Sensing the public mood, Malaysiakini took a huge gamble - it went free during the election campaign. This led to a massive surge in national readership, with Malaysiakini overtaking industry leader Star Online for the first time [see graph by Google Trends].
On March 8, the night of the general elections, Malaysiakini was the only media organisation reporting by the minute the momentous political tsunami as it happened.
Over 500,000 readers accessed Malaysiakini between 10pm and 11pm, triggering an automatic shutdown of the portal’s domain name server, which assumed the dramatic spike in visitors was a cyber-attack.
From the election results that night, the trend was clear - the Internet proved influential among young and urban voters.
Then prime minister Abdullah Ahmad Badawi lamented that BN had ‘lost the Internet war’ and it was a ‘serious misjudgement’ for the ruling coalition to rely solely on the mainstream media to convey its campaign message.
March 8 proved to be a tipping point for both Malaysia and Malaysiakini . Malaysians were able to bury the ghost of 1969 and regained their voice in demanding a more responsive and clean government.
For this online newspaper, readership continued to grow in tandem with the political "excitement". Advertising revenue also soared, growing 10 times as compared to previous years, contributing to about 25 percent of total income.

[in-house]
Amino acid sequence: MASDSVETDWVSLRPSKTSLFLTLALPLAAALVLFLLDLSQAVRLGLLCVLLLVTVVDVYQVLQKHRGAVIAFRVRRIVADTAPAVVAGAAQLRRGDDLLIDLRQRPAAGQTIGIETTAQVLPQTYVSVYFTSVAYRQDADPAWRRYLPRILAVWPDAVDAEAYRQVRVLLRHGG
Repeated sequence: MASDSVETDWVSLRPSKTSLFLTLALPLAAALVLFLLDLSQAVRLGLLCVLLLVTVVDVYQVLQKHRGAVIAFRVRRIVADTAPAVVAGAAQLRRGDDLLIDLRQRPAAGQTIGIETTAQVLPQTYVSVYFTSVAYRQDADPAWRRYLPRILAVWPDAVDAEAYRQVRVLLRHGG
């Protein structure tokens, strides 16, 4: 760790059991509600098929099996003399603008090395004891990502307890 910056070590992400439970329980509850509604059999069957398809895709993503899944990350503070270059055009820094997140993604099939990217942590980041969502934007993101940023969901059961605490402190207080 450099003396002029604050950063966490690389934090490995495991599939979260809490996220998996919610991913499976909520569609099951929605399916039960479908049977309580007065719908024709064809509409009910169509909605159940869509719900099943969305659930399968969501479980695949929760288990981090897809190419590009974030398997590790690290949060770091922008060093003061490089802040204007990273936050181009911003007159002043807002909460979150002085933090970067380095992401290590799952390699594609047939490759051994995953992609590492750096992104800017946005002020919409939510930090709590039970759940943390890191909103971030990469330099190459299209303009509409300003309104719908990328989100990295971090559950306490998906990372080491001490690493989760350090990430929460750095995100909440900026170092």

Last month alone, Malaysiakini delivered over 35 million pages to 1.7 million viewers. Its average daily readership was about 250,000 as measured by Google Analytics.
With new media becoming THE media, Malaysiakini is no longer alone in cyberspace. Along with a growing band of bloggers, new competitors have emerged offering a similar diet of independent news. The traditional media, too, are boosting their investments in new media.
Still, Malaysiakini remains the most influential and most read political news portal.
"It is remarkable that we are able to maintain pole position despite being a subscription-based site. Comparing us with free websites is like comparing mineral water with tap water," says Gan.